“Every community in the US has a few leaders that want to tackle climate change in an equitable way, we are hoping they will use our tools to become an Originator, and get started,” says Franz Hochstrasser.
Franz Hochstrasser is the CEO and Co-Founder of Raise Green, and New Haven Community Solar. Before getting his Masters at Yale University with a focus on sustainable finance and climate change, he served in the Obama Administration for all 8 years, most recently as a Senior Advisor in the Office of the Special Envoy for Climate Change which helped negotiate the Paris Agreement, the White House Council on Environmental Quality, and the US Department of Agriculture.
We speak about Raise Green and their connections with the Open Climate Collabathon, a new form of event based on a principle of Radical Collaboration and crowd-development that connects worldwide universities, startups, civic tech groups and youth to contribute to the advancement of Open Source technology for a collectively owned global climate accounting system.
This interview is part of an ongoing "Collabathon Interview Series" and was first published at "proofing future, bridging people + ideas" in October 2020.
Sebastian Klemm: How do our children survive the 21st century?
Franz Hochstrasser: From climate fires, to ominous orange skies, to increasingly frequent and more intense hurricanes, droughts and floods, our children will inherit a rapidly warming world, that’s already baking from greenhouse gas emissions over the last century. But while we are the first generation to see the impacts of climate change, we are the last to be able to take meaningful mitigation action, and if we are successful we will begin to see a slowing warming trend and a reversal begin towards the end of our lifetimes.
More of our children will survive in the future if we take bold steps now to cut carbon pollution and prepare for the climate impacts that are already hitting society, and hitting the poorest and most vulnerable first and worst. We want all children to live in societies whose infrastructure was built by concerted and forward-thinking members of our generation so they will have a greater likelihood of survival. Nobody wants to be viewed as a parent that failed to take their children’s future into account.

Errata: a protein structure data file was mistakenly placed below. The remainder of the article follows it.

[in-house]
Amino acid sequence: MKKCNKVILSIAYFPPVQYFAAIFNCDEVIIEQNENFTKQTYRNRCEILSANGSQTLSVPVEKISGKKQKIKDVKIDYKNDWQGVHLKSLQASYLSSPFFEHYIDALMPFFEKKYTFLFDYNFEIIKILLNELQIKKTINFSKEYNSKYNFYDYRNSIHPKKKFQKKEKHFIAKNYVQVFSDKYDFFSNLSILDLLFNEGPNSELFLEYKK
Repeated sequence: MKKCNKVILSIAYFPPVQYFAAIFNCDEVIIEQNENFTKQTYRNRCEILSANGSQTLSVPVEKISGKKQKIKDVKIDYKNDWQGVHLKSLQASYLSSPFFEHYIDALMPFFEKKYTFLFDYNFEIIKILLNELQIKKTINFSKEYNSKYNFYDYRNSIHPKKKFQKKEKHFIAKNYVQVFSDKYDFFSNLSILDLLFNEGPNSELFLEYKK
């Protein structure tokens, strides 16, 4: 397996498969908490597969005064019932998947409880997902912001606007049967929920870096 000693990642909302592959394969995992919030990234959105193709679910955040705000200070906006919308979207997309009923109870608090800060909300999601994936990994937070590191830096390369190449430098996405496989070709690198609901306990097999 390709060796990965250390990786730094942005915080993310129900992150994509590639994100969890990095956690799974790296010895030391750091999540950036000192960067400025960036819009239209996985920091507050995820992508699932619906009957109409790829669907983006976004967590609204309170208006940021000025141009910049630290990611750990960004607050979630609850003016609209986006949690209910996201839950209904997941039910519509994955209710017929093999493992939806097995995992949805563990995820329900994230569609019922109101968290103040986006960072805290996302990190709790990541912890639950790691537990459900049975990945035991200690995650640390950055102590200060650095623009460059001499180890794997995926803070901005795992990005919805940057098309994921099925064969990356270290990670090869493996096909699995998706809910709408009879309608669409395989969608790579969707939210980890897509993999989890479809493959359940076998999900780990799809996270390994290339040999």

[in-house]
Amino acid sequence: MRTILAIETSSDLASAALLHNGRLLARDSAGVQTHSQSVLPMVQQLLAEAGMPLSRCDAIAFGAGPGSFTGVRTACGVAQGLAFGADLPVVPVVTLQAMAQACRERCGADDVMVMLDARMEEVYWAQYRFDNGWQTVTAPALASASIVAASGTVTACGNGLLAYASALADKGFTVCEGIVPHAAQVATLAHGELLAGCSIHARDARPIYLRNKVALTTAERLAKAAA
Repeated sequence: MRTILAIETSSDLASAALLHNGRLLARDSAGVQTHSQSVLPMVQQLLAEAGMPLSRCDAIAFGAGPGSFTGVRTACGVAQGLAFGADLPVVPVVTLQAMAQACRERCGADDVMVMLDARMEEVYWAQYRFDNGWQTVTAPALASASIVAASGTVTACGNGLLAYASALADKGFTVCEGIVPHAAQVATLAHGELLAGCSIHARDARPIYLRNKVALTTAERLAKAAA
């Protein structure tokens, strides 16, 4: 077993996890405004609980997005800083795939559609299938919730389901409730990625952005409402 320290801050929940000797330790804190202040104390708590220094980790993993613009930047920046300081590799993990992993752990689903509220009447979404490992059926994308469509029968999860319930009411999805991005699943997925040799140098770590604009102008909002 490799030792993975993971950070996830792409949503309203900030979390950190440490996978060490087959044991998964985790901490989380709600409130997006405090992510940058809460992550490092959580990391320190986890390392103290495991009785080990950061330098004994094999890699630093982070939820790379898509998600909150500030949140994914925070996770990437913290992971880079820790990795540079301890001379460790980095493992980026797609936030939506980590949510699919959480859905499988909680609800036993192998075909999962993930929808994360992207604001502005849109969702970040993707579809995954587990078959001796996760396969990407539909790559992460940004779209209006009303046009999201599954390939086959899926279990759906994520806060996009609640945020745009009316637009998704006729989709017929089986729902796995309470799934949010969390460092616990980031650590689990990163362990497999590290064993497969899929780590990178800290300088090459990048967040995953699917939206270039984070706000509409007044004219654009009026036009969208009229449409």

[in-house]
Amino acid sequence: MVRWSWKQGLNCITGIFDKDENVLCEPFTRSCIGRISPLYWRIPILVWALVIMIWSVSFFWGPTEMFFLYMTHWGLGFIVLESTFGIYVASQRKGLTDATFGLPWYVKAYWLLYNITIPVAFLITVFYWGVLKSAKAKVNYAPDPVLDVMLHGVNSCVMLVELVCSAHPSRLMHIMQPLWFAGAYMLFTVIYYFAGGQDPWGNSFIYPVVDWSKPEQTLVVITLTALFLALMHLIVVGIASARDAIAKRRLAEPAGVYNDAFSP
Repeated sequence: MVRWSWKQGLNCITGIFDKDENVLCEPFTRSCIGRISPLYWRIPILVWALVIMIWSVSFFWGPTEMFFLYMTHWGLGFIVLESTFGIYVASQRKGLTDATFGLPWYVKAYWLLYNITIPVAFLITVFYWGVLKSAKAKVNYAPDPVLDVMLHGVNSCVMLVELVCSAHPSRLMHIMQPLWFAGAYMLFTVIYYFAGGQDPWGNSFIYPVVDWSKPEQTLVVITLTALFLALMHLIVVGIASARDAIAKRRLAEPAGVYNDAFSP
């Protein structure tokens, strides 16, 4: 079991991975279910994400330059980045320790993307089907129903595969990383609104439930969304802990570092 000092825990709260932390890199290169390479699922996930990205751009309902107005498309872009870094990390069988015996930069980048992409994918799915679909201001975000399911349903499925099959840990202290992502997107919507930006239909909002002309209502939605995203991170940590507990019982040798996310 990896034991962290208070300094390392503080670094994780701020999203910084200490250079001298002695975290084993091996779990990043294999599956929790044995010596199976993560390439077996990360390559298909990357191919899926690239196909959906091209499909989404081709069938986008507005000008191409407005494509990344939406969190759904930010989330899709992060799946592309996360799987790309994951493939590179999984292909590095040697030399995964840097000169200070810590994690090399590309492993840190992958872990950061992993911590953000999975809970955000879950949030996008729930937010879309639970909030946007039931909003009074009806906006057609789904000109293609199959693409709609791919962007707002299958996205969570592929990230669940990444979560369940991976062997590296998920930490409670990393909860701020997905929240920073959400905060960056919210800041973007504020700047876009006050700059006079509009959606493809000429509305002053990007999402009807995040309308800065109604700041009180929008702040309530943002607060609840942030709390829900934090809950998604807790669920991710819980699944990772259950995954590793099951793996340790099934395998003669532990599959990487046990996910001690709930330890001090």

We all have a role to play in building out community scale resiliency and greenhouse gas mitigation efforts, the question is will we take responsibility for that role?
Sebastian Klemm: Why do you support the Open Climate Collabathon?
Franz Hochstrasser: We are all in this together. Whether its our pipeline of 60+ climate entrepreneurs creating projects across the U.S., our hundreds of investors or thousands of subscribers, Raise Green supports the Open Climate Collaboration because we don’t have time to waste.
Participation in the Collabathon furthers the belief that by collaborating and contributing to build solutions that are of mutual benefit, we can build a more inclusive and responsive society together. And we MUST!
Sebastian Klemm: How have you supported the Collabathon so far? In which of the prompts have you been involved and what have you been co-developing?
Franz Hochstrasser: Matt Moroney and I actually were there with Dr. Martin Wainstein since the inception of the Open Climate Collabathon, and we have been happy to be involved in many different ways since the early stages.
Specifically, we have contributed to Open Solar as founding members of that team. We have also contributed work on accounting frameworks for climate assets with a focus on deploying inclusive finance models for clean energy and climate solutions. We are delighted to remain involved and supportive of Martin as he launches the Open Earth Foundation!
Sebastian Klemm: The Collabathon drives the Open Climate project which aims for a crowd-development that leverages blockchain and other emerging technologies, such as IoT (Internet of Things), big data and machine learning, to the challenge of helping the world keep a transparent accounting system as we strive to achieve the climate targets set in the 2015 Paris Agreement – i.e. maintaining anthropogenic warming below 1.5°C.
Could you explain from your perspective why this project is worth supporting and why sponsorship is important to keep this development movement alive?
Franz Hochstrasser: As part of the U.S. team under the Obama Administration that wrote the President’s Climate Action Plan and negotiated the Paris Agreement, I have deep personal and professional motivations for supporting its successful implementation.
At Raise Green we are focused on empowering communities, especially underserved communities, to create and own the climate solutions that they want and need. We are breaking down barriers to local involvement in the development and ownership of clean energy assets and democratizing investment into climate finance for everyone, and this approach is consistent with the bottom up framework of action codified in the Paris Agreement.
In the Agreement, ultimately it is up to each country to set a climate target (or Nationally Determined Contribution as they are called), and up to each subnational or non-state actor (businesses, schools, non-profits, faith-based organizations, etc.) to implement against those targets by transitioning to lower emissions technologies and practices. So building out a transparent accounting system that documents the reduced carbon pollution from actions taken by local leaders and community members – like Raise Green project Originators – and allows those metrics to be rolled up and reflected at the national and international level is a great way to be clear about how every action counts, and how collectively we can accomplish the goals of the Paris Agreement.
Click here to learn more about how you can connect with the Open Climate Collabathon November Sprint.